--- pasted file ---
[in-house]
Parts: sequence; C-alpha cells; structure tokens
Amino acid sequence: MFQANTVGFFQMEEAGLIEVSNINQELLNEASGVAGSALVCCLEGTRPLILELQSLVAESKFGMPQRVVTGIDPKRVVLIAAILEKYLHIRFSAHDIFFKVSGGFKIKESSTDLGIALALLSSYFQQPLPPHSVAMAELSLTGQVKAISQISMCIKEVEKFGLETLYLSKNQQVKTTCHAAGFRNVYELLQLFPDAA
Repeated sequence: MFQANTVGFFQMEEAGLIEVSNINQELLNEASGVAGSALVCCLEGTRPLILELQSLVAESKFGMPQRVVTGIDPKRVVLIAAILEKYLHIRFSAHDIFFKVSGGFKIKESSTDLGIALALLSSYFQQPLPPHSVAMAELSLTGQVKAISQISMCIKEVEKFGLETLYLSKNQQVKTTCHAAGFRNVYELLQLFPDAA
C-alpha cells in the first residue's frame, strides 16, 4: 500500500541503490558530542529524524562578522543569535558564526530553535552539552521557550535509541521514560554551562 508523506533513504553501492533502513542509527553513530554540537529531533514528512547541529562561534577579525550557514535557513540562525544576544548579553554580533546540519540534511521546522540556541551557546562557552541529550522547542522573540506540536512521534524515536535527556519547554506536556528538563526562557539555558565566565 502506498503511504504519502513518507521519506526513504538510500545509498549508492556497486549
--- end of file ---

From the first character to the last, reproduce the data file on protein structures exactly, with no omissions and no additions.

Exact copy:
[in-house]
Parts: sequence; C-alpha cells; structure tokens
Amino acid sequence: MFQANTVGFFQMEEAGLIEVSNINQELLNEASGVAGSALVCCLEGTRPLILELQSLVAESKFGMPQRVVTGIDPKRVVLIAAILEKYLHIRFSAHDIFFKVSGGFKIKESSTDLGIALALLSSYFQQPLPPHSVAMAELSLTGQVKAISQISMCIKEVEKFGLETLYLSKNQQVKTTCHAAGFRNVYELLQLFPDAA
Repeated sequence: MFQANTVGFFQMEEAGLIEVSNINQELLNEASGVAGSALVCCLEGTRPLILELQSLVAESKFGMPQRVVTGIDPKRVVLIAAILEKYLHIRFSAHDIFFKVSGGFKIKESSTDLGIALALLSSYFQQPLPPHSVAMAELSLTGQVKAISQISMCIKEVEKFGLETLYLSKNQQVKTTCHAAGFRNVYELLQLFPDAA
C-alpha cells in the first residue's frame, strides 16, 4: 500500500541503490558530542529524524562578522543569535558564526530553535552539552521557550535509541521514560554551562 508523506533513504553501492533502513542509527553513530554540537529531533514528512547541529562561534577579525550557514535557513540562525544576544548579553554580533546540519540534511521546522540556541551557546562557552541529550522547542522573540506540536512521534524515536535527556519547554506536556528538563526562557539555558565566565 502506498503511504504519502513518507521519506526513504538510500545509498549508492556497486549